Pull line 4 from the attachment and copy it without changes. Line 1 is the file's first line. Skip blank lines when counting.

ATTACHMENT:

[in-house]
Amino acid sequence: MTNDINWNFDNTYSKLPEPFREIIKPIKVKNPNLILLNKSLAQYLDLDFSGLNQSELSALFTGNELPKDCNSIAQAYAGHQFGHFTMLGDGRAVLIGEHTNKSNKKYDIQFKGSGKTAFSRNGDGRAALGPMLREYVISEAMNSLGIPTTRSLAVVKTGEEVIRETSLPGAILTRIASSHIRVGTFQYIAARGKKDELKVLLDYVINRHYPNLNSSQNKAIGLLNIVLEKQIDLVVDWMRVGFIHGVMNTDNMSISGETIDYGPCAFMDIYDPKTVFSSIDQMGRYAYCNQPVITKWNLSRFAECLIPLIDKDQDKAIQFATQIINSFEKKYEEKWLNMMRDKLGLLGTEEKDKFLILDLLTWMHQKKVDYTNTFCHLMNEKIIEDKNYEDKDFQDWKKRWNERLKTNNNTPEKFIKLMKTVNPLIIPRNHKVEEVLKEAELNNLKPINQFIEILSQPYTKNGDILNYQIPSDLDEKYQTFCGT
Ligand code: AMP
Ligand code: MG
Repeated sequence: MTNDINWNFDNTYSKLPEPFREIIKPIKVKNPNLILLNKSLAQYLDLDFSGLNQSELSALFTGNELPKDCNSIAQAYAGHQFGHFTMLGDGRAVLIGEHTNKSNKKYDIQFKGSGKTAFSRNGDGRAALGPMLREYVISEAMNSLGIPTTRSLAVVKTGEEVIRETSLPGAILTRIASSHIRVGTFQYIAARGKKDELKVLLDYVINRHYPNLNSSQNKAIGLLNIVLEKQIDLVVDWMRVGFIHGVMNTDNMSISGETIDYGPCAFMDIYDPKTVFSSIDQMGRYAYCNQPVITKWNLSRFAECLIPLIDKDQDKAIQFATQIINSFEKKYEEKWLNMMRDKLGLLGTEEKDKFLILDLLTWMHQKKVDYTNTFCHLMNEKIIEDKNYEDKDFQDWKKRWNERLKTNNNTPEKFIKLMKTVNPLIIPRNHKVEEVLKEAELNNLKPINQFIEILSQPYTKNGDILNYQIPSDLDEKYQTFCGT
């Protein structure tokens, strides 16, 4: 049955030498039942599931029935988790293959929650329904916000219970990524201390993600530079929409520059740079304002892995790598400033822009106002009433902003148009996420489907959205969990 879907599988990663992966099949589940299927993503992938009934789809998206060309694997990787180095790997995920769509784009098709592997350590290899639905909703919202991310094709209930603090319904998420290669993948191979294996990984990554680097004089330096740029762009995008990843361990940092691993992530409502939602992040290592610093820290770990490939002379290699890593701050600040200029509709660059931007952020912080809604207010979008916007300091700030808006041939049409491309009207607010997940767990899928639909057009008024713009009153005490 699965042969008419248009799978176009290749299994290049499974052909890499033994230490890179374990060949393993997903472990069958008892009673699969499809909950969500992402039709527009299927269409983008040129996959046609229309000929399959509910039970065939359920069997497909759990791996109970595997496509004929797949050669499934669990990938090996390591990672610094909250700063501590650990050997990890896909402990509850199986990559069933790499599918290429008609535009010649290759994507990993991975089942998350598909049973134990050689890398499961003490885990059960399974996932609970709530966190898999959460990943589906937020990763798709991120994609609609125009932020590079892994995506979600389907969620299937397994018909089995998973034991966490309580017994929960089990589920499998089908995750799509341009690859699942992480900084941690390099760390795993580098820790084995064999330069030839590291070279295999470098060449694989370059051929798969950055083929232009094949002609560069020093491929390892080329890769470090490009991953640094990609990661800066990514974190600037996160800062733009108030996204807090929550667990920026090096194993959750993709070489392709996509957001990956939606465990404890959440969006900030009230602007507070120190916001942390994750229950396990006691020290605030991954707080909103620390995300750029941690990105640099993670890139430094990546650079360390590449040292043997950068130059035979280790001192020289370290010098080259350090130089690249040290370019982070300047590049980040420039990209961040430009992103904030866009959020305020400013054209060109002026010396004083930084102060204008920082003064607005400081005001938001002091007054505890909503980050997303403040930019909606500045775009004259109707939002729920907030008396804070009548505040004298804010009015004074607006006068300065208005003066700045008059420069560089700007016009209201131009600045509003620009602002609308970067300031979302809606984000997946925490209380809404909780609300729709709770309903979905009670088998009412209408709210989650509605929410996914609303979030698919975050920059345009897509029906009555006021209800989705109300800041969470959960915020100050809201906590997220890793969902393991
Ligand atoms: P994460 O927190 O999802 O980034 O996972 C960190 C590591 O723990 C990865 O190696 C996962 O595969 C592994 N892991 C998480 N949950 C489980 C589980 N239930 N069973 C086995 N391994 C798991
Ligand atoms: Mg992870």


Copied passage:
Ligand code: MG